Iceland reopened its borders to welcome international travelers on July 1. Iceland previously opened its borders to European Union member nations on June 15 due to intensive tracking and tracing protocols that have helped battled coronavirus infections in the country.
The country’s international airports have implemented a new set of rules and regulations
Passengers will be required to wear a mask at all times and will also undergo coronavirus tests. Tourists will wait in line until it’s time for their test, followed by a nose swab administered by two medical professionals in protective gear. The test will cost $114, which will be paid by the traveler.
Visitors will receive their test results within a few hours. In the case of a negative result, tourists can enter the country without restriction. A positive result will require travelers to quarantine for 14 days. Arrivals could also forego the test and go straight to quarantine.
Government officials in Iceland have been facilitating its border’s reopening to help the affected tourism industry, which accounts for 8% of the nation’s GDP. Popular tourist attractions such as the Blue Lagoon geothermal spa have remained closed since the pandemic began in March. They will reopen to the public soon. The number of visitors at each site will be limited to reduce the risk of spread.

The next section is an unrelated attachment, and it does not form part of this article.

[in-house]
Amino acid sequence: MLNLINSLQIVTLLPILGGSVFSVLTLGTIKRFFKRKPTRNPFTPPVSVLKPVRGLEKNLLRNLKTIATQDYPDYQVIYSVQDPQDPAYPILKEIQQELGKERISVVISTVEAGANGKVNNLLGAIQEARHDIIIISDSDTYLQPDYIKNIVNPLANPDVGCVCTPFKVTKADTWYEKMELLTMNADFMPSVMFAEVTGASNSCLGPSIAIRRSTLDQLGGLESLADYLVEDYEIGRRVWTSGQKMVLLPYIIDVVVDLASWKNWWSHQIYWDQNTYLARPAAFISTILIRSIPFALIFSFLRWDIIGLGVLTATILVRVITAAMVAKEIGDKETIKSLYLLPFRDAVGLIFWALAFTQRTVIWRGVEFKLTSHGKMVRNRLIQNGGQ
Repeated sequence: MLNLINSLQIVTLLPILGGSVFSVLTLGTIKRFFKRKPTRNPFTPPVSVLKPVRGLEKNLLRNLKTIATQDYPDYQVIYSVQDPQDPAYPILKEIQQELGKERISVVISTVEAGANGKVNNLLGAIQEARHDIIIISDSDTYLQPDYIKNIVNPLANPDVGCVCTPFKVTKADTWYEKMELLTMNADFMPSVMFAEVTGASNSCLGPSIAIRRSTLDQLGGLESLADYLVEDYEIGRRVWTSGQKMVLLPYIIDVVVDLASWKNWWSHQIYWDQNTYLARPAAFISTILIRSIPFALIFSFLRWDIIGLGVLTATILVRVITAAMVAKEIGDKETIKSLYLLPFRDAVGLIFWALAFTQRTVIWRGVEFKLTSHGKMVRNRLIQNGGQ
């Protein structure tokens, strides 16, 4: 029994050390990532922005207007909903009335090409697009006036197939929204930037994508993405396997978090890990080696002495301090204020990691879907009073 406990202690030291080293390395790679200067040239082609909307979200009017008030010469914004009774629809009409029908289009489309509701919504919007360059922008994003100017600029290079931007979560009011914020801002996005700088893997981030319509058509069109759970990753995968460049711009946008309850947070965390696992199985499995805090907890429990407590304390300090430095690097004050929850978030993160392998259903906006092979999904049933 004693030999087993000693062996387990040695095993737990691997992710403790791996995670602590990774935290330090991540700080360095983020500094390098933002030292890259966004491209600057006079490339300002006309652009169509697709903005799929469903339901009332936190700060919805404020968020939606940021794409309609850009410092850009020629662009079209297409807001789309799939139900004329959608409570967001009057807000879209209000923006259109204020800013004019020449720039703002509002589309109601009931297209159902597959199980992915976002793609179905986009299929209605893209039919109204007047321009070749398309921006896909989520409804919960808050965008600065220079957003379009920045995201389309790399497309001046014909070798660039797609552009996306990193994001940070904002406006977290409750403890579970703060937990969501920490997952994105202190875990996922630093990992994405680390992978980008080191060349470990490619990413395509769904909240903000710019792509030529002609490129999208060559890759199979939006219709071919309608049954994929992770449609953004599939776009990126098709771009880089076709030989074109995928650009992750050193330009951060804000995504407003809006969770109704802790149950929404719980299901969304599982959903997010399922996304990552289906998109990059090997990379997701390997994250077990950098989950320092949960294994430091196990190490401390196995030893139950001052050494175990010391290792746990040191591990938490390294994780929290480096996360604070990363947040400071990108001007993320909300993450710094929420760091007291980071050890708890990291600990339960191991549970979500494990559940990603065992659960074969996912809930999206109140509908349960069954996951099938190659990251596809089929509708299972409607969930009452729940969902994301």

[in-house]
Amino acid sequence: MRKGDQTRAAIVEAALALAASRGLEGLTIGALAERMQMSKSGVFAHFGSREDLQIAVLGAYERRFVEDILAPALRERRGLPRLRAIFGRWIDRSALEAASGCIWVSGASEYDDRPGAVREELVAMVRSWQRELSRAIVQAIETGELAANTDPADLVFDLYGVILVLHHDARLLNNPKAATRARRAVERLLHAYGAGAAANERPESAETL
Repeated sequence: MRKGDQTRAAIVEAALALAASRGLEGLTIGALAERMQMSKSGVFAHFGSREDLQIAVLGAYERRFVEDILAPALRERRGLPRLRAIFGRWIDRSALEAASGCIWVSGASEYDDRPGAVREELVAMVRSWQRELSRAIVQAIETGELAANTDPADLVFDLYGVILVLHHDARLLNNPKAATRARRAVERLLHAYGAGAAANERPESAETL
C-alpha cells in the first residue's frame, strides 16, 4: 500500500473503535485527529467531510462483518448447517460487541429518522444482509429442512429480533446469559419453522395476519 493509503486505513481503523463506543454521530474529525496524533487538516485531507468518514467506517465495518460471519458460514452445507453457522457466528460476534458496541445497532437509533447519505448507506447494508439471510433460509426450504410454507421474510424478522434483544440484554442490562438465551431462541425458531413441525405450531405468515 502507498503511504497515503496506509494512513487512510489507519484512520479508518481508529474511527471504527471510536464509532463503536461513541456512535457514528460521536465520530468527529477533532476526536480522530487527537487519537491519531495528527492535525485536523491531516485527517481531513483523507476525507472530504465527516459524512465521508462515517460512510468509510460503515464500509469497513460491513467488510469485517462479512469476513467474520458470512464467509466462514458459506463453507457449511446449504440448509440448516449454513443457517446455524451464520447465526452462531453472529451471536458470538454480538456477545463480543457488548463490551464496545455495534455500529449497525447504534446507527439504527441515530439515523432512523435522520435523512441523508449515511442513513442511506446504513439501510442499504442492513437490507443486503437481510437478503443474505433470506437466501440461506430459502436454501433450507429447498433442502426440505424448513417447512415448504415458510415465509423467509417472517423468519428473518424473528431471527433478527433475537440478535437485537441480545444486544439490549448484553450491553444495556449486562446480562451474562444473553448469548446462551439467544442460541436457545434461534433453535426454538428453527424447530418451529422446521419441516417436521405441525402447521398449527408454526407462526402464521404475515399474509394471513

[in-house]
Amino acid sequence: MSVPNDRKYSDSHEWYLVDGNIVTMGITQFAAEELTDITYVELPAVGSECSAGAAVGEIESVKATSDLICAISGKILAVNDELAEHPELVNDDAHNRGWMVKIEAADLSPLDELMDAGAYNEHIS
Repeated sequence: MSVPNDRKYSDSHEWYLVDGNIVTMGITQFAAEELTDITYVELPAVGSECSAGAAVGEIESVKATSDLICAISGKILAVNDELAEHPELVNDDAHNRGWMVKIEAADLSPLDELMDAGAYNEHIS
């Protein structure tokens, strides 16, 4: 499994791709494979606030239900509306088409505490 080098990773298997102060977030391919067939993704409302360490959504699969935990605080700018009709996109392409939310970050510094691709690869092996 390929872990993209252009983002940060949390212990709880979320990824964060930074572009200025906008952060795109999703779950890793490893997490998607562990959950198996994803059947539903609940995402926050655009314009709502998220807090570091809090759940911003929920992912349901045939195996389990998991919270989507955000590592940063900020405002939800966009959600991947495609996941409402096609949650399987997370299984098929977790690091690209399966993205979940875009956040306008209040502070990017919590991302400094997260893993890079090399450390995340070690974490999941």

Tour operators have also reported an increase in bookings as the country reopens. Several companies are offering to pay the coronavirus testing fee for foreign guests to reduce additional mental and financial stress.
Iceland may not allow visitors from America, as the United States will reportedly be excluded from the European Union’s forthcoming list of travelers permitted to enter its borders when they reopen on July 1.
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